February 11, 2023: Daylight is longer than darkness today until Halloween. Venus is moving toward Jupiter in the west-southwest, while Mars marches eastward against Taurus.
by Jeffrey L. Hunt
Chicago, Illinois: Sunrise, 6:52 a.m. CST; Sunset, 5:19 p.m. CST. Check local sources for sunrise and sunset times for your location. Times are calculated from the U.S. Naval Observatory’s MICA computer program.
Jupiter’s Great Red Spot’s transit times, when it is in the center of the planet in the southern hemisphere: 9:28 UT, 19:24 UT; Feb 12, 5:20 UT. Convert the time to your time zone. In the US, subtract five hours for EST, six hours for CST, and so on. Use a telescope to see the spot. Times are from Sky & Telescope magazine.
Today daylight is longer than darkness. This statement is not about the upcoming equinox when daylight and nighttime are nearly equal. Let’s distinguish some terminology. When the sun is in the sky that’s daytime. When it is not, that’s nighttime.
Nighttime can be divided into twilight – both evening and morning – and darkness, when the sky is as dark as it gets naturally. This occurs when the sun is 18° below the horizon. Night occurs in three phases, evening twilight, darkness, and morning twilight.
On the chart above, calculated from US Naval Observatory data, three lines show daylight, darkness, and twilight – with morning twilight and evening twilight added together.
The red diamonds show today’s date, when daylight is longer than darkness. That’s 10 hours, 27 minutes compared to 10 hours, 24 minutes for darkness. The daylight curve increases somewhat through the equinox on March 20th, when daylight’s length is 12 hours, 9 minutes. Darkness is 8 hours, 45 minutes.
At the summer solstice, daylight lasts 15 hours, 13 minutes. Darkness decreases to 4 hours, 23 minutes. Interestingly, twilight is a minute or two longer than darkness from June 17th through June 26th.
After the solstice, daylight begins to decrease and darkness lengthens. By the equinox, September 23, the sun is above the horizon for 12 hours, 8 minutes and darkness increases to 8 hours, 45 minutes.
On Halloween, daylight is four minutes shorter than darkness and shorter daylight continues for over 100 days at Chicago’s latitude. Daylight continues to shrink until the solstice on December 21 with 9 hours, 8 minutes of sunlight.
The dates that this occurs varies with latitude. Locales farther southward, suffer with shorter periods when darkness is longer than sunlight. Farther northward, the interval is longer.
In Miami, Florida, daylight became longer on January 11th; in Tucson, January 30th. From Seattle, Washington, the interval ends in four days, but Juneau, Alaska does not reach this state until March 21st, 120 days when darkness is longer than daylight.
Juneau, though, experiences a phase of no darkness from April 27th through August 15th. It has daylight and twilight that does not phase to darkness.
Here is today’s planet forecast:
The gibbous moon, 72% illuminated, is about one-third of the way up in the sky in the south-southwest, and 3.1° to the upper left of Spica, the brightest star in Virgo. The lunar orb continues its eastward journey, passing through the half-full, Last Quarter phase, on the 13th.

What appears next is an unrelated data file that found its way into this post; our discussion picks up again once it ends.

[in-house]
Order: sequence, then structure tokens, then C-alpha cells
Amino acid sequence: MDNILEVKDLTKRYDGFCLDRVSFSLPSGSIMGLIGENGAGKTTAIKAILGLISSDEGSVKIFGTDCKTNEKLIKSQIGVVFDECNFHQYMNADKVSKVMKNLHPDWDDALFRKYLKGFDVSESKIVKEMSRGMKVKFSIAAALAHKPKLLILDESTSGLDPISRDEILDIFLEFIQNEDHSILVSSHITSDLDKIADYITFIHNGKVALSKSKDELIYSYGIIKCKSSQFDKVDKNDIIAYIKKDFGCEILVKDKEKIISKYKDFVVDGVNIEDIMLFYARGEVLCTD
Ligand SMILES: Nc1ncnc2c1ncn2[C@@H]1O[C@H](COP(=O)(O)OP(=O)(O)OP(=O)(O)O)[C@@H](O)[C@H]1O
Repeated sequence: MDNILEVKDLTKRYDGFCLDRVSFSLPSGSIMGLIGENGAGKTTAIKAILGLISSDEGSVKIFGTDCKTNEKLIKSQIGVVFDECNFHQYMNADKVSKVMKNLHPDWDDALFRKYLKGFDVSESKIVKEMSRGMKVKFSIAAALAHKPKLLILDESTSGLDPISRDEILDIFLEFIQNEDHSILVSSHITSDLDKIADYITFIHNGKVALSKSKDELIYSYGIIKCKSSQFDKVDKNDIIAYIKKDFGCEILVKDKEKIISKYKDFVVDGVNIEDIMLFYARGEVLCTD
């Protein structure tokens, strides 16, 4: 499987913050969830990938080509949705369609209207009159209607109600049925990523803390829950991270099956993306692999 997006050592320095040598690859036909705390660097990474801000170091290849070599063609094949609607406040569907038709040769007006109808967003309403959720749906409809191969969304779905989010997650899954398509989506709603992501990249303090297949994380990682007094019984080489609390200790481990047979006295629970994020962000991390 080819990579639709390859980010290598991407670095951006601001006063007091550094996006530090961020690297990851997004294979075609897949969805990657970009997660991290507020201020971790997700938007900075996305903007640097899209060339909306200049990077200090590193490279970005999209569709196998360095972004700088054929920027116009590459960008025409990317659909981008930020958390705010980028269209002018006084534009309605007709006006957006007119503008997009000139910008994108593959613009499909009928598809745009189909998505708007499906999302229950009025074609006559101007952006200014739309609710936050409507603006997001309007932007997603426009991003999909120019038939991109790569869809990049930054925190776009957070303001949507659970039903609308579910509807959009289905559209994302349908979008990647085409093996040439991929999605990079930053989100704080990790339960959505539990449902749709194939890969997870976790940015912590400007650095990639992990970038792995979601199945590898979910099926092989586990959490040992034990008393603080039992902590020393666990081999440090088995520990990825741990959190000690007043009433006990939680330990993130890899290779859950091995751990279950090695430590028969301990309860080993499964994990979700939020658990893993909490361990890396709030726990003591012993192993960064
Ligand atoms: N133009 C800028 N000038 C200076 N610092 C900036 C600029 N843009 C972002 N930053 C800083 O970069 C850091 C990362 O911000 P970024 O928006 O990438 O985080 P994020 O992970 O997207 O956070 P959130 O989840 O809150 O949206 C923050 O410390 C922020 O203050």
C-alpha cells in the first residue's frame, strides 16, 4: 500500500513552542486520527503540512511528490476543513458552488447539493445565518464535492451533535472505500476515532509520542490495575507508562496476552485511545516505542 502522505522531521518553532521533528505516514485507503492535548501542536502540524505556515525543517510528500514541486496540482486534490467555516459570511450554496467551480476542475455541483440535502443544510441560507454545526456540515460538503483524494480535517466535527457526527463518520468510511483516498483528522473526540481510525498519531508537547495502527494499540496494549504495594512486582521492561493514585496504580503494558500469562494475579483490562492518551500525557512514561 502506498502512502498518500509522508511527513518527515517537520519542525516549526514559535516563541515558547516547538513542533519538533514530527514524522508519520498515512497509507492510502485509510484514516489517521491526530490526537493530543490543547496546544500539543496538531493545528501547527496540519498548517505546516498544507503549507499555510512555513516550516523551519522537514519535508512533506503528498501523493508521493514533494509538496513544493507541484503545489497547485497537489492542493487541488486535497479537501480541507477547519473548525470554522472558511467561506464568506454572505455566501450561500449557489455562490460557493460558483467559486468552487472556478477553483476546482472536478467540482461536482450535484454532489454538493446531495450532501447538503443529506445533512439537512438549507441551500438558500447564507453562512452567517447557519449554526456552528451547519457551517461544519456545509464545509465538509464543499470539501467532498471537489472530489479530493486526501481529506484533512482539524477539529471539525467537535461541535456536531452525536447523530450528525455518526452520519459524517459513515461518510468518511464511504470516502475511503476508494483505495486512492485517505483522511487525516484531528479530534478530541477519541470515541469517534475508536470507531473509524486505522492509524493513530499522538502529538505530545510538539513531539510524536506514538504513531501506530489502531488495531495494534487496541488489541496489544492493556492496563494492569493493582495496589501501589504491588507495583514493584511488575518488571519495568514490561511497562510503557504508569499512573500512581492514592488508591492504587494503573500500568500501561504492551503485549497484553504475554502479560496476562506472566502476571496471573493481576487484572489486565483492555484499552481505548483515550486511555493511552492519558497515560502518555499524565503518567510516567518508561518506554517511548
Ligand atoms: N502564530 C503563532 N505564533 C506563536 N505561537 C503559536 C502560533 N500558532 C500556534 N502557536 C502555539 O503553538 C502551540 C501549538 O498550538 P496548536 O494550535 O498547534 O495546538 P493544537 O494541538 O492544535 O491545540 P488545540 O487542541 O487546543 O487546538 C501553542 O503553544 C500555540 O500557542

Mercury continues its morning plunge into bright sunlight. Rising one hour before sunup, the planet is only 4° and in the glare of the approaching dawn.
Saturn, setting only fifteen minutes after sunset, is closer to the sun in the sky than Mercury. The Ringed wonder is at conjunction on the far arc of its solar orbit in five days.
At forty-five minutes after sundown, Venus sparkles brilliantly from the west-southwestern sky. It is about 15° above the horizon at 45 minutes after sunset. Its brilliance competes with lights on low-flying airplanes or mistaken for something out of this world.
Bright Jupiter is higher in the sky and 18.5° to the upper left of Venus. The Jovian Giant is moving slowly through Cetus. Venus moves quicker eastward and overtakes Jupiter on March 1st in a spectacular conjunction. A Venus-Jupiter conjunction during twilight is a striking event.
The best night is March 1st, but from February 20th through March 11th, Venus is within 10° of Jupiter. The two brightest starlike bodies stand near each other.
Ten degrees is about the distance from your thumb to pinky finger on your fist when extended to arm’s length. Close one eye and sight across your fist to note the distance. Similarly, the sun’s final arc to sunset each day is about 15°. Your finger nail on your pinky finger, when extended to arm’s length is about one-half degree. It covers the full moon or the sun. Try it.
At this hour, Mars is in the southeast, marching eastward with Taurus as the sidereal backdrop. In another 45 minutes, the background stars are easily visible behind the Red Planet.
Mars is 8.6° to the upper left of Aldebaran and 10.1° from Elnath, the Bull’s northern horn.
The gibbous moon rises after midnight tomorrow morning.
February 25, 2023: After sundown, Venus closes on Jupiter as their close conjunction approaches. The crescent moon nears Mars and Taurus in the southern sky.Keep reading
February 24, 2023: The evening moon, showing earthshine, appears above converging planets, Venus and Jupiter. Mars marches eastward in Taurus, high in the south.Keep reading
February 23, 2023: After sundown, three bright planets and the crescent moon are easily visible. The bright winter stars of the Orion region are in the southern sky after sundown.Keep reading